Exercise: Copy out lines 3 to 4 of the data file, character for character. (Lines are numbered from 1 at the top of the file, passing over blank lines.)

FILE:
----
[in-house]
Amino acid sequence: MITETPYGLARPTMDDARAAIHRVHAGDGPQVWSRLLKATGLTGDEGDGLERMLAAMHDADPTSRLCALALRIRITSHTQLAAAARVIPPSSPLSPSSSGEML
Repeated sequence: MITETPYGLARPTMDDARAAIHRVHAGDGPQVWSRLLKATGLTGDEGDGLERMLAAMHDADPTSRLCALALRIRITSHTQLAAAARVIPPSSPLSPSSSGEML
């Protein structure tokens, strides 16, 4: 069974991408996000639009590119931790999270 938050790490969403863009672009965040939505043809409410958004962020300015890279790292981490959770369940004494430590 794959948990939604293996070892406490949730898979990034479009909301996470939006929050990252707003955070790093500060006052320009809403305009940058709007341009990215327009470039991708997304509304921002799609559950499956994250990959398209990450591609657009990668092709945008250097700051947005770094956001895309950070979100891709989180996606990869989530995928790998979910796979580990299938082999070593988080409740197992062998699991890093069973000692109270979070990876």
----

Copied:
Repeated sequence: MITETPYGLARPTMDDARAAIHRVHAGDGPQVWSRLLKATGLTGDEGDGLERMLAAMHDADPTSRLCALALRIRITSHTQLAAAARVIPPSSPLSPSSSGEML
């Protein structure tokens, strides 16, 4: 069974991408996000639009590119931790999270 938050790490969403863009672009965040939505043809409410958004962020300015890279790292981490959770369940004494430590 794959948990939604293996070892406490949730898979990034479009909301996470939006929050990252707003955070790093500060006052320009809403305009940058709007341009990215327009470039991708997304509304921002799609559950499956994250990959398209990450591609657009990668092709945008250097700051947005770094956001895309950070979100891709989180996606990869989530995928790998979910796979580990299938082999070593988080409740197992062998699991890093069973000692109270979070990876």